On Monday 01:33 PM 8/18/2008, Tom Jackson wrote:
It's not be a data corruption issue
because you are choosing to overwrite the old data with new data using
the exact same file name. If the data is important, don't overwrite it,
thus no corruption.
No, you've misunderstood the scenario. The file name needn't be the same
to trigger this issue, and the "corruption" doesn't come from serving data
out of a file that's changing, but rather because fastpath caching
mistakenly identifies a new file as being identical to a previously-cached
file (for the reasons I outlined) and erroneously serves the
previously-cached data to the user.
This is a design limitation and arguably a bug in the fastpath caching
implementation, which is potentially quite serious since it silently
serves the wrong data to the user. If you want a more straightforward
(albeit contrived) demonstration of the problem, here you go:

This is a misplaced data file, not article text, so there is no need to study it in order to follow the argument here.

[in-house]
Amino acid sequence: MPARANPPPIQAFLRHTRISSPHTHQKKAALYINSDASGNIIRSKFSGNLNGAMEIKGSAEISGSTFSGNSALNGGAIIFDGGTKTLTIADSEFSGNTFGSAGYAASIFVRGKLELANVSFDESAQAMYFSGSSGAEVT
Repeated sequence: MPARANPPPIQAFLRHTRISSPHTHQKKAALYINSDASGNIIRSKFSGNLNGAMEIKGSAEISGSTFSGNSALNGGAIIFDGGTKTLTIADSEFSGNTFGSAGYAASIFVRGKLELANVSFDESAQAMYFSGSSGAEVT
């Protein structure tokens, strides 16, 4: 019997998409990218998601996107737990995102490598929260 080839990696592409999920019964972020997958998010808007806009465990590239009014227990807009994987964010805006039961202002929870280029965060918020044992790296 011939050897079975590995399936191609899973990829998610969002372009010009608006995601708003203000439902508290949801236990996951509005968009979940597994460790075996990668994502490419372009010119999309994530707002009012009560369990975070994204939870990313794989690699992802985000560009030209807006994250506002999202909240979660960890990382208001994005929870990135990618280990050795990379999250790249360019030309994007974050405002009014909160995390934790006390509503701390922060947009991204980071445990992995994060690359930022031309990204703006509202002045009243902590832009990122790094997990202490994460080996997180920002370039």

set file [open "/var/tmp/myfile" "w"]
puts $file "ABC123"
ns_returnfile 200 text/plain "/var/tmp/myfile"
ns_unlink -nocomplain "/var/tmp/myfile"
set file [open "/var/tmp/myotherfile" "w"]
puts $file "XYZ987"
ns_returnfile 200 text/plain "/var/tmp/myotherfile"
ns_unlink -nocomplain "/var/tmp/myotherfile"
Assuming that /var/tmp/myfile and /var/tmp/myotherfile are created within
the same second, the fastpath caching algorithm will misidentify them as
the same file, and ns_returnfile will therefore erroneously return the
(previously cached) contents of /var/tmp/myfile when it should be
returning the (uncached) contents of /var/tmp/myotherfile.
AOLserver - http://www.aolserver.com/
To Remove yourself from this list, simply send an email to <[EMAIL PROTECTED]>
body of "SIGNOFF AOLSERVER" in the email message. You can leave the Subject:
field of your email blank.